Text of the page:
A 97-year-old RAF veteran faced 10 hours in the back of an ambulance before spending two days in an A&E corridor, a coroner’s report has revealed.
Philip Hawkins, from Ryhl, died at Glan Clwyd Hospital in Wales on March 23, 2023, after a fall at his home.
While his death was ruled an accident, the coroner highlighted 11 points of concern related to his care.
Mr Hawkins came to the hospital via ambulance at 1.25pm on March 18, and he remained in the vehicle until 11.42pm. From there, he was moved to the corridor of the Emergency Department.
It was only two days later, at 7.17pm on March 20, that Mr Hawkins was allocated a bed.
David Pojur, assistant coroner for North Wales East and Central, said there had been no space in the department for a nurse to assess or treat Mr Hawkins.
This meant that his repeat bloods were not done and his visitors were not told he was “nil-by-mouth” so they had fed him.
The coroner said that he was “concerned” by the wait the 97-year-old had to endure to enter the hospital and to be provided with a bed.
He also cited concerns with the “inability of staff to tend to him”, the lack of available staff, and the lack of written record of assessment and treatment.
Liam Williams, Executive Director of Quality & Nursing, at the Welsh Ambulance Services NHS Trust told the Express: “Our deepest sympathies remain with Mr Hawkin’s friends and family.
“We have received the Preventing Future Deaths report from the coroner and are formulating our response.”
Mr Williams added: “The significant pressures we have responded to across our service, particularly in transferring the care of patients from our ambulance crews to hospitals, and releasing our people to respond to outstanding community incidents is well documented.”
He added that they are continuing to work closely with Betsi Cadwaladr University Health Board and other partners to ensure their crews are released at the earliest opportunity.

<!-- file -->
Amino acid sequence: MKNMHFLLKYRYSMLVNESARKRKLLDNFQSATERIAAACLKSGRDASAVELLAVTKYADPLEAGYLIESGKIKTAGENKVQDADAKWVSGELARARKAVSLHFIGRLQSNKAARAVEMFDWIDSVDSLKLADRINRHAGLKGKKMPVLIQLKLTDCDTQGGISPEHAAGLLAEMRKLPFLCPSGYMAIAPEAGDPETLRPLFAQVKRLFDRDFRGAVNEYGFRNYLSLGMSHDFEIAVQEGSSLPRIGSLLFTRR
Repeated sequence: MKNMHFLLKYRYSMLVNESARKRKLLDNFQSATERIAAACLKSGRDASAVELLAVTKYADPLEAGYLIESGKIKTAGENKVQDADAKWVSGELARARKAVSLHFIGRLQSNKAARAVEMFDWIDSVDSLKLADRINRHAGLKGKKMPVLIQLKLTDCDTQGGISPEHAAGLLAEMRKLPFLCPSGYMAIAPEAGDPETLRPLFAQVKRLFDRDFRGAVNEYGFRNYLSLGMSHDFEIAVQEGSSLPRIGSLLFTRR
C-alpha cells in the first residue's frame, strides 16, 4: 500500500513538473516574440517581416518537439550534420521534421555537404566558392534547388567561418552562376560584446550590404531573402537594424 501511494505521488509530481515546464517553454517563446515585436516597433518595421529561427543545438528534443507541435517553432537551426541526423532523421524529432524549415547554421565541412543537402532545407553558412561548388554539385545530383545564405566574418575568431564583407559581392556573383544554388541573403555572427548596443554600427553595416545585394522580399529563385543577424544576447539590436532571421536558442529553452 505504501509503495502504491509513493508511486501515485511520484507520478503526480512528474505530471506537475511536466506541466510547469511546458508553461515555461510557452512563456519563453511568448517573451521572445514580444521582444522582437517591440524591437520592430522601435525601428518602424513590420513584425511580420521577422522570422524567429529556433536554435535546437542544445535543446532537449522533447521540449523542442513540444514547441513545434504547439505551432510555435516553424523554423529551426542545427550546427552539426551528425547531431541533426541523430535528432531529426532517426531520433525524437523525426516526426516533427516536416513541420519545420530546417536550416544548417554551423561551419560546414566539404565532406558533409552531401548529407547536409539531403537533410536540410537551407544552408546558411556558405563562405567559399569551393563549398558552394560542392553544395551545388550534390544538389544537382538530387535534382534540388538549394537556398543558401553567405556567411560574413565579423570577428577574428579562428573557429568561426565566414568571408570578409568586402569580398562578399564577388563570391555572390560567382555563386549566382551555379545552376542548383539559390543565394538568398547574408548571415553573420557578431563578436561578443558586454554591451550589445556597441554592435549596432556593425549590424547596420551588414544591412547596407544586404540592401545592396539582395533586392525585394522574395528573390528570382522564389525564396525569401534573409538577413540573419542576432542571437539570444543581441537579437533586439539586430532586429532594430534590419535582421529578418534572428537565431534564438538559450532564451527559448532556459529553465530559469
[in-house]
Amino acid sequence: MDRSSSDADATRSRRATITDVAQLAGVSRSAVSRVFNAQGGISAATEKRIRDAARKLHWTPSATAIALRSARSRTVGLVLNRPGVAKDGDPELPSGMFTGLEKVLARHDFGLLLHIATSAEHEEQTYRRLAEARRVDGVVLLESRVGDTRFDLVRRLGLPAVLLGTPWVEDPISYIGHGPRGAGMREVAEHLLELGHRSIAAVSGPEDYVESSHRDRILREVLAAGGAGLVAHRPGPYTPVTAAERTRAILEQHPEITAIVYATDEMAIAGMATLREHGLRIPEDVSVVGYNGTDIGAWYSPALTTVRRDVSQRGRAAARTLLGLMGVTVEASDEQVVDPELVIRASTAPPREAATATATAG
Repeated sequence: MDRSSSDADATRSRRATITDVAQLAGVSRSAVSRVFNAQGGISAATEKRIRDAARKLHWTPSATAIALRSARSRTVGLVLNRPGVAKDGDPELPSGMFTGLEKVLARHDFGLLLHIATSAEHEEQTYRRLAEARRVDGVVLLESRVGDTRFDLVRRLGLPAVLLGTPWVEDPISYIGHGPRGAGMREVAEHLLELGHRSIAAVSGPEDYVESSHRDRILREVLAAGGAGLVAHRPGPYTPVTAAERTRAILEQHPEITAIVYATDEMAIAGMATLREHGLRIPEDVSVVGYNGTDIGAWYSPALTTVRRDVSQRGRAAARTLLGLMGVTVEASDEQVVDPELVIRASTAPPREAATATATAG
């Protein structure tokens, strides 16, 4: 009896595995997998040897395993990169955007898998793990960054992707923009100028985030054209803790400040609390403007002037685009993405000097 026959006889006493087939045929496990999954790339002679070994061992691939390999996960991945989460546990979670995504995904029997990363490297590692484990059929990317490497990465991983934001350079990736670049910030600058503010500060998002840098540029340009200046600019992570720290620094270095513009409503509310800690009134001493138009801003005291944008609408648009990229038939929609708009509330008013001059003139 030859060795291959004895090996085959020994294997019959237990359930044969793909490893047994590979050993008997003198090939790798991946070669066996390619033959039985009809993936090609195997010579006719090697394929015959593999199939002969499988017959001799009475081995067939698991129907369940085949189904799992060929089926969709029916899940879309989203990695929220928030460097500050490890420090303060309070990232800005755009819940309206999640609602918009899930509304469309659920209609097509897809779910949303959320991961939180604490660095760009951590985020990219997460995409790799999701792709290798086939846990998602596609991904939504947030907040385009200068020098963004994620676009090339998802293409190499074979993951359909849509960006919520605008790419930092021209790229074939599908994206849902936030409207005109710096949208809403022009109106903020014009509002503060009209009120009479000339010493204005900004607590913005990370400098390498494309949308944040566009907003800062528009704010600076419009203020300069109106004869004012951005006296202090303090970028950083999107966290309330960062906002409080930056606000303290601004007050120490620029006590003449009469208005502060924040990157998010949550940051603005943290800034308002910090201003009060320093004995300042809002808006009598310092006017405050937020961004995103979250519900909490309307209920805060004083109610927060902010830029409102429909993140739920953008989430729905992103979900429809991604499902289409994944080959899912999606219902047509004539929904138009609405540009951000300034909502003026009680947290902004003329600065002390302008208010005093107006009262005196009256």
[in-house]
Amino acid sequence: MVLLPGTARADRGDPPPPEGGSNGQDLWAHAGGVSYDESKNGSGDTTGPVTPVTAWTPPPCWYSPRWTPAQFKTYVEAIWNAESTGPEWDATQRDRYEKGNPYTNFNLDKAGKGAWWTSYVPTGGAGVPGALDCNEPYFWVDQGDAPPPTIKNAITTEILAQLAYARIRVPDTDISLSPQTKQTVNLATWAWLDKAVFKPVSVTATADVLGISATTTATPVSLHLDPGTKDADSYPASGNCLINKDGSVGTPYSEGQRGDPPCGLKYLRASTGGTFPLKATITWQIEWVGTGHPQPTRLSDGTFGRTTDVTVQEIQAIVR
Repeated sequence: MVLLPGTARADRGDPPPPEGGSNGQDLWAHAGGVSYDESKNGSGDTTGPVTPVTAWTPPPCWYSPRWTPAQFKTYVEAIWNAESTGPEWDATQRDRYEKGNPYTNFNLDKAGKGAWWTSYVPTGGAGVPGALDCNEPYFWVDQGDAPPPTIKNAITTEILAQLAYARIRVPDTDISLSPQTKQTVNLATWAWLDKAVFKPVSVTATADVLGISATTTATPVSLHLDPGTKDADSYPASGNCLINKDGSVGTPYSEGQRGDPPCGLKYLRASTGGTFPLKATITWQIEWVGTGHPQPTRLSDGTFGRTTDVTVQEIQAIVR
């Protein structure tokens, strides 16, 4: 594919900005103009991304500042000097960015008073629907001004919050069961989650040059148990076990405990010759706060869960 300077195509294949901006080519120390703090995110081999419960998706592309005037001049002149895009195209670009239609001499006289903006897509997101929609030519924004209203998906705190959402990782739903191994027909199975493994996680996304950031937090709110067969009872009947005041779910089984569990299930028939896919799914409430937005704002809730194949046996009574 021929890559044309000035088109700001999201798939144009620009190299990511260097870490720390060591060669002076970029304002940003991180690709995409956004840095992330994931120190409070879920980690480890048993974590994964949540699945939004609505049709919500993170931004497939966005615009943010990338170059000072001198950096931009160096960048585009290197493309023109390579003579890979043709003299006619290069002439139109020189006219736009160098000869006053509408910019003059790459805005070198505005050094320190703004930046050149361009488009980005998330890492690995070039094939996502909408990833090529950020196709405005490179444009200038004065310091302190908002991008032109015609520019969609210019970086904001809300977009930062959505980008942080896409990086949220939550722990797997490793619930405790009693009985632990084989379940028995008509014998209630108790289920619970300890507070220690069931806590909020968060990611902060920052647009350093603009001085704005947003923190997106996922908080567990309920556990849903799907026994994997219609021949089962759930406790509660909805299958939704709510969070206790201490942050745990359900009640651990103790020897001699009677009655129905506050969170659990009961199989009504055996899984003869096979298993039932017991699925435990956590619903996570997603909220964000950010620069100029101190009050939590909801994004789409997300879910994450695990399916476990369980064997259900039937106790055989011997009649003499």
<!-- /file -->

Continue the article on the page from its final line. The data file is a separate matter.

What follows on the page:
Following Mr Hawkins’ death, there have been calls for Mark Drakeford, the Welsh First Minister, to resign.
David Jones, Conservative MP and former Welsh Secretary, said: “This is further proof, if it were needed, of the abject failure of the Welsh government to provide a decent standard of healthcare across the North.”
He added that the health board is “in special measures” and faces accusations of “serious financial mismanagement”.
Mr Jones also claimed that the ambulance service is “clearly broken”.
The MP said: “Nobody ever takes responsibility for this. It’s clear who should.”
Mr Jones continued: “It is Mark Drakeford, who has presided over this appalling situation. If he had a shred of decency, he would resign immediately.”
Betsi Cadwaladr University Health Board has been contacted for comment.
This is not the first time the Glan Clwyd Hospital’s Emergency Department has come under scrutiny in recent months.
In March 2023, a third inspection failed to find any major improvements in the department.
Just a month before, the health board was placed back in special measures following an audit report, and 11 independent board members were told to resign by the Welsh government.
The inspection was undertaken in November 2022 by Healthcare Inspectorate Wales, following previous visits in March and May of that year. Inspectors said there had been minimal improvements since their two previous visits to the emergency department.
The report said the “incredibly busy department” was struggling with shortages of staff, high numbers of seriously unwell patients, and a “lack of space to treat them”.
Health Minister Eluned Morgan said there were still “very, very serious problems” at the department.
Meanwhile, Betsi Cadwaladr health board stated that progress needed to “accelerate”.